Since the the Dr. and i weren`t able to communicate directly, he called in the English-speaking Dr. to translate again. The translator explained that what i had was most likely the larva of a parasite since the thing in my neck was hard and actually quite difficult to remove. I commented that i also noticed it was hard to remove (was it ever!). So, the course of antibiotics would stand but additionally, i was to keep this gauze over the wound to prevent the larva from getting oxygen. Allegedly they would die within 24-48 hours without oxygen and, when i returned on wednesday, anything still there could be removed. When i explained we were expecting to fly to the U.S. on Thursday, i was told that was no problem.
Later that evening, we went to an internet cafe and did a google search on parasitic flys endemic to South America. The most likely candidate we came up with was the Human Botfly which you can read more about at this site http://www.vexman.com/botfly.htm . These creatures infest humans in one of a few ways. One way is that a fly catches a mosquito, lays its eggs on the mosquito and when the mosquito goes to bite a human, the human body heat causes the larva to hatch out of the eggs and burrow under the skin. They also allegedly lay eggs in clothing. When a person puts the clothing on, the eggs hatch and the larva burrow as with the mosquito bite.
Through our research online, we found that the larva use the hole they burrowed through to breath and covering this hole is the way to starve the larva of oxygen and cause them to come back to the skin`s surface in search of oxygen. They can also sometimes be removed manually but care must be taken to remove the creatures in their entirety and not leave any infection-promoting pieces behind.
At this point, we began to get concerned about whether the Dr. had done the right thing by attempting manual extraction. Furthermore, we weren`t confident the gauze was really going to suffocate these bastards. Seemed to us that air can pass through gauze. So that night and the following days we started taking the additional measure of smearing antibacterial ointment on the wound. Yes, we know antibacterial ointment isn´t going to kill a fly larva but the antibiotics of such an ointment is actually held in petroleum jelly (like vasoline). Smearing petroleum jelly on the breathing hole is one proposed way of preventing the larva from getting oxygen. We figured antibacterial ointment is just one step better because we would also be discouraging bacterial infection at the same time.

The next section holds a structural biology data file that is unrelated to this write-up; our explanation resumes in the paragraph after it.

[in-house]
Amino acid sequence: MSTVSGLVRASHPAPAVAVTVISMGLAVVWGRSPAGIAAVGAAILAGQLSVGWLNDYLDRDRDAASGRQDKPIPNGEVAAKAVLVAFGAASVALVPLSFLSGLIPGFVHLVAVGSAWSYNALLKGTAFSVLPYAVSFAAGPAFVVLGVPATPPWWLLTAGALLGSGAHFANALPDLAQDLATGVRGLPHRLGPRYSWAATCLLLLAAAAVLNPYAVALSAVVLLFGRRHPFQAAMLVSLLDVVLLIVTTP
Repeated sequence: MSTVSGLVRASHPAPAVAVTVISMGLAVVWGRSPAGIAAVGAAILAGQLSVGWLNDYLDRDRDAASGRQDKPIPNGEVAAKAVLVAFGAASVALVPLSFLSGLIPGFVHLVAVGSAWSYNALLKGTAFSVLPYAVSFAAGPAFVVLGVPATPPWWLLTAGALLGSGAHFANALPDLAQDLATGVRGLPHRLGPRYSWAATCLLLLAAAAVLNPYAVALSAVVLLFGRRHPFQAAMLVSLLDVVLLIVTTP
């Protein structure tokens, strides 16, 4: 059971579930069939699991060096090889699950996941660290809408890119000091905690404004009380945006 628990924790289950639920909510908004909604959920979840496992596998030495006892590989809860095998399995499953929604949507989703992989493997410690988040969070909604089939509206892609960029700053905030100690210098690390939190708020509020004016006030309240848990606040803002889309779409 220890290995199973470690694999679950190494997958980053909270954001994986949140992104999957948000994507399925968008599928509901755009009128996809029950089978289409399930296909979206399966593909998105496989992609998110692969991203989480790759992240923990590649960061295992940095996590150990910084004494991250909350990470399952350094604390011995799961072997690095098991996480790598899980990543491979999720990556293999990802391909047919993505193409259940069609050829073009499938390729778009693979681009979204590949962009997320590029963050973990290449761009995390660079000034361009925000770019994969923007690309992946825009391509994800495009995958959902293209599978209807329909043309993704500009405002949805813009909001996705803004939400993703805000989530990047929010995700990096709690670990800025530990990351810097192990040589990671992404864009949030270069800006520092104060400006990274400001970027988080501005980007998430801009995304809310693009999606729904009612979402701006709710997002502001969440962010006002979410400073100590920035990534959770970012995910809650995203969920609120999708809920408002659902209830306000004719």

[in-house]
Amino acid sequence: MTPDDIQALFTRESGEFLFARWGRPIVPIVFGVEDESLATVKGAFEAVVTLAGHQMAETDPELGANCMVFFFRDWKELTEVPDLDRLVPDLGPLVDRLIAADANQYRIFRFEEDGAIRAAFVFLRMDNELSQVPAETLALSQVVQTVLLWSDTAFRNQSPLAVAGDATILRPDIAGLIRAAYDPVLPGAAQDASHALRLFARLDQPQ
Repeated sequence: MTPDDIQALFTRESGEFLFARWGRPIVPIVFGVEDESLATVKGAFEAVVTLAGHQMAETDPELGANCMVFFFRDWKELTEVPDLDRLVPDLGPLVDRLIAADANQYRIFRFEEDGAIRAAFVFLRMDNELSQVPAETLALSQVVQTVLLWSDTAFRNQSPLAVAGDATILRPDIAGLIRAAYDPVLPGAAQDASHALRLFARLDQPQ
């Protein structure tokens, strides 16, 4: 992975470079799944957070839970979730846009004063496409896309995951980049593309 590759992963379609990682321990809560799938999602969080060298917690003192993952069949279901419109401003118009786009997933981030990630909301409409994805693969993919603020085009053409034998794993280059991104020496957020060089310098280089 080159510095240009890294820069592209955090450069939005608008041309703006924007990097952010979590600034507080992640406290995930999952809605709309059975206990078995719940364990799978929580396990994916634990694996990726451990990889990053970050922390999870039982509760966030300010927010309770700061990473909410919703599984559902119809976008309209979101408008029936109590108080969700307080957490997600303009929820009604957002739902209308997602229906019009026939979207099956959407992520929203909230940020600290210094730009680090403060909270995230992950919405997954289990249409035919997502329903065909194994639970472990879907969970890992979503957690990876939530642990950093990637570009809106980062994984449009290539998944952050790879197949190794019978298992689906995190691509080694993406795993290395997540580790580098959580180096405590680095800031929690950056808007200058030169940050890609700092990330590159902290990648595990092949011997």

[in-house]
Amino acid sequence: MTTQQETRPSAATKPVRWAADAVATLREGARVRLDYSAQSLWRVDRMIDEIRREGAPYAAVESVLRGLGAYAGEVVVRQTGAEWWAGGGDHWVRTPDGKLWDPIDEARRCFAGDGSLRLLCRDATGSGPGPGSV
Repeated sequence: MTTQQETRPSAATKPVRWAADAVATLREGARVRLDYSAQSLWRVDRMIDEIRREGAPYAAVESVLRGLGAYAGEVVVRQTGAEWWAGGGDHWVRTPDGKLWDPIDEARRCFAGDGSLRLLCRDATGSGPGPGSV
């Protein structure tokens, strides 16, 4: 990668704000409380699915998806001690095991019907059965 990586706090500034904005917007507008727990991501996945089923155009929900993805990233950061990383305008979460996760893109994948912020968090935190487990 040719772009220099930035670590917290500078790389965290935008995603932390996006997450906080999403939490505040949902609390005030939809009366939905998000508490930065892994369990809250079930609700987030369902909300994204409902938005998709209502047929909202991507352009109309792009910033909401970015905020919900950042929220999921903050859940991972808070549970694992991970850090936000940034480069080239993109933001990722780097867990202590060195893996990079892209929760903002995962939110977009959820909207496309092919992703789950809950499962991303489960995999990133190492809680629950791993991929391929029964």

On Sat, June 10th, upon leaving the hospital i was told to come back on Monday, to get my neck cleaned, and on Wednesday, to get the lab results.
We went back to the hospital on Monday. A nurse cleaned my neck and put a fresh bandage on. About 30 minutes after leaving the hospital i started feeling bad. About 4 hours after leaving the hospital i had a high fever and chills. We decided to go back. This time 2 doctors examined my neck in the emergency room. Neither one spoke English so they got a 4th year med student to act as the translater. They gave me Tylenol to reduce my fever and after some discussion, said (via the translator) that they did not think there were any larva in my neck. After paying $15 for the emergency room visit, I was told to be sure to come back on Wednesday.
And so, this story is now coming to an end…
We went back to the hospital on Wednesday to get the lab results. The doctor we saw did not speak English but i understood about 90% of what she said. She told us the test results were negative for bacteria. This didn’t necessarily mean there were never any larva in my neck. However, she said there was no larva now and that no further action was necessary.
At this time (4 days after the last hospital visit), the thing on my neck is much smaller and seems to be diminishing. Although everything turned out o.k., i will probably never know for sure whether or not there were larva living in my neck. There was certainly something big there at one time but what that thing was will probably remain a mystery.
Tags: Category #29: Ecuador